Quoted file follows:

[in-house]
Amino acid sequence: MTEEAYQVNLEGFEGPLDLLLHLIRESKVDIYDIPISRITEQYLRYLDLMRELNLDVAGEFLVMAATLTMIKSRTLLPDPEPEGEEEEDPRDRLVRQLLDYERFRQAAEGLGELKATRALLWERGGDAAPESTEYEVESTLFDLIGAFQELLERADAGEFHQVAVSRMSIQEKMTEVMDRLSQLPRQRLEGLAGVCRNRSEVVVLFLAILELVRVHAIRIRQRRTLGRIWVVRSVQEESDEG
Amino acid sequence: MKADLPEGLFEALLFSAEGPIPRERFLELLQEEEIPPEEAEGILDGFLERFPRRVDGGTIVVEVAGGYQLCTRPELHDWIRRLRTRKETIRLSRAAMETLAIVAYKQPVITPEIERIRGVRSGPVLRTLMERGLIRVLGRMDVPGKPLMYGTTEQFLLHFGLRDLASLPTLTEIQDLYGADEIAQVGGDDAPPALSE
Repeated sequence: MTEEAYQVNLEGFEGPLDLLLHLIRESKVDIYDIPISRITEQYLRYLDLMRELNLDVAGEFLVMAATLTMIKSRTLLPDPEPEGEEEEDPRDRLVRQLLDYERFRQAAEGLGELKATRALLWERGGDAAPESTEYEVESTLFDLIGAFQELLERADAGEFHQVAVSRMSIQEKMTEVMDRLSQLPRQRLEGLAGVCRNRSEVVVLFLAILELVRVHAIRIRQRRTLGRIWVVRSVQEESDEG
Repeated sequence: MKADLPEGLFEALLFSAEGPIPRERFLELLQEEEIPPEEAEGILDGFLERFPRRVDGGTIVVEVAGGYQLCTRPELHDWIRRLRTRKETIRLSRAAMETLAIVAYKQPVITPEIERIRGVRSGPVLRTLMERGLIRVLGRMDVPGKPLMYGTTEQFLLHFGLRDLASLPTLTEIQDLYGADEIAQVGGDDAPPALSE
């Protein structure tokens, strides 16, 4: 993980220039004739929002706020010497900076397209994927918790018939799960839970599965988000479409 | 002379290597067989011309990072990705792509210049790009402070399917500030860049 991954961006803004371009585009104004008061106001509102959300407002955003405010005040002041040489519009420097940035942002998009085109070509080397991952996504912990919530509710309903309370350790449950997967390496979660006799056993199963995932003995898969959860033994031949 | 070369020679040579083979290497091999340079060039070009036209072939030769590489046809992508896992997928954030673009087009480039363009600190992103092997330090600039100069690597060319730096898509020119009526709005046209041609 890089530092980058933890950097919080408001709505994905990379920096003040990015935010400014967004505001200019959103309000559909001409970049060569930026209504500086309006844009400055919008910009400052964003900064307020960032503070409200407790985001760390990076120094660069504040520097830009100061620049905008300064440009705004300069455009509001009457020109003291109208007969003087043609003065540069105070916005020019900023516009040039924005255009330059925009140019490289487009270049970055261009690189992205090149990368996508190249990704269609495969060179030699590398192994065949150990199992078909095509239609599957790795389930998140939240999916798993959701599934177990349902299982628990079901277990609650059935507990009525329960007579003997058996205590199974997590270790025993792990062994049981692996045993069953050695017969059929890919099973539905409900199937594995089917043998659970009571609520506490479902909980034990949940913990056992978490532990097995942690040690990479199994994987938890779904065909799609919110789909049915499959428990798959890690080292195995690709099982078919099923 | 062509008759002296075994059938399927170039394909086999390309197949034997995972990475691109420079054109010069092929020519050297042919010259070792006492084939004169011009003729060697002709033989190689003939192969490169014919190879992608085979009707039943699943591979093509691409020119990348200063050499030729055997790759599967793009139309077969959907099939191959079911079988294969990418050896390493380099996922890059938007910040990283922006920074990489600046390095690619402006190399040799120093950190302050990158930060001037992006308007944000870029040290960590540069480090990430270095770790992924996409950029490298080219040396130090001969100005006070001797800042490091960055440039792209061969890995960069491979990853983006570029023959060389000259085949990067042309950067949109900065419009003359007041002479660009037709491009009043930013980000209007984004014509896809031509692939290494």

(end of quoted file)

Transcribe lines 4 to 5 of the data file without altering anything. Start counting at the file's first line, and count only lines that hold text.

Repeated sequence: MTEEAYQVNLEGFEGPLDLLLHLIRESKVDIYDIPISRITEQYLRYLDLMRELNLDVAGEFLVMAATLTMIKSRTLLPDPEPEGEEEEDPRDRLVRQLLDYERFRQAAEGLGELKATRALLWERGGDAAPESTEYEVESTLFDLIGAFQELLERADAGEFHQVAVSRMSIQEKMTEVMDRLSQLPRQRLEGLAGVCRNRSEVVVLFLAILELVRVHAIRIRQRRTLGRIWVVRSVQEESDEG
Repeated sequence: MKADLPEGLFEALLFSAEGPIPRERFLELLQEEEIPPEEAEGILDGFLERFPRRVDGGTIVVEVAGGYQLCTRPELHDWIRRLRTRKETIRLSRAAMETLAIVAYKQPVITPEIERIRGVRSGPVLRTLMERGLIRVLGRMDVPGKPLMYGTTEQFLLHFGLRDLASLPTLTEIQDLYGADEIAQVGGDDAPPALSE